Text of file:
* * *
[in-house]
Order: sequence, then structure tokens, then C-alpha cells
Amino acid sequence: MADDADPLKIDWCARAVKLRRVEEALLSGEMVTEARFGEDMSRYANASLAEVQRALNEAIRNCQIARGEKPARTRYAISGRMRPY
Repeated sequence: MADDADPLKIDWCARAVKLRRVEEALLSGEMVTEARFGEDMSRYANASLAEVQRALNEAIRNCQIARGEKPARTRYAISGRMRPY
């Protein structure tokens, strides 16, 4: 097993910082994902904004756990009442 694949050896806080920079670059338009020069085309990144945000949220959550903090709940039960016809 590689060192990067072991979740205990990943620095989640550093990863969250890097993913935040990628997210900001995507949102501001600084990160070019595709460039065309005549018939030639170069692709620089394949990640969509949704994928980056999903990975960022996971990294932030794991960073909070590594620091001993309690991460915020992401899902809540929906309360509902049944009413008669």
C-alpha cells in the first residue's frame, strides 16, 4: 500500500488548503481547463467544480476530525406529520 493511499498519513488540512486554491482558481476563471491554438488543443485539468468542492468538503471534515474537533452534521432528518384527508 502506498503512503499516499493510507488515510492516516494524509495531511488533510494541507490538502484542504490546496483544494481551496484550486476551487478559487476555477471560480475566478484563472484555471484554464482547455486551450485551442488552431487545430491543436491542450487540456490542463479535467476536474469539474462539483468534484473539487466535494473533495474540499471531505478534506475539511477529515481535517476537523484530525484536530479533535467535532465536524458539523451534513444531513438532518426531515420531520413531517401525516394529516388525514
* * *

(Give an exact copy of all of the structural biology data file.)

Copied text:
[in-house]
Order: sequence, then structure tokens, then C-alpha cells
Amino acid sequence: MADDADPLKIDWCARAVKLRRVEEALLSGEMVTEARFGEDMSRYANASLAEVQRALNEAIRNCQIARGEKPARTRYAISGRMRPY
Repeated sequence: MADDADPLKIDWCARAVKLRRVEEALLSGEMVTEARFGEDMSRYANASLAEVQRALNEAIRNCQIARGEKPARTRYAISGRMRPY
């Protein structure tokens, strides 16, 4: 097993910082994902904004756990009442 694949050896806080920079670059338009020069085309990144945000949220959550903090709940039960016809 590689060192990067072991979740205990990943620095989640550093990863969250890097993913935040990628997210900001995507949102501001600084990160070019595709460039065309005549018939030639170069692709620089394949990640969509949704994928980056999903990975960022996971990294932030794991960073909070590594620091001993309690991460915020992401899902809540929906309360509902049944009413008669």
C-alpha cells in the first residue's frame, strides 16, 4: 500500500488548503481547463467544480476530525406529520 493511499498519513488540512486554491482558481476563471491554438488543443485539468468542492468538503471534515474537533452534521432528518384527508 502506498503512503499516499493510507488515510492516516494524509495531511488533510494541507490538502484542504490546496483544494481551496484550486476551487478559487476555477471560480475566478484563472484555471484554464482547455486551450485551442488552431487545430491543436491542450487540456490542463479535467476536474469539474462539483468534484473539487466535494473533495474540499471531505478534506475539511477529515481535517476537523484530525484536530479533535467535532465536524458539523451534513444531513438532518426531515420531520413531517401525516394529516388525514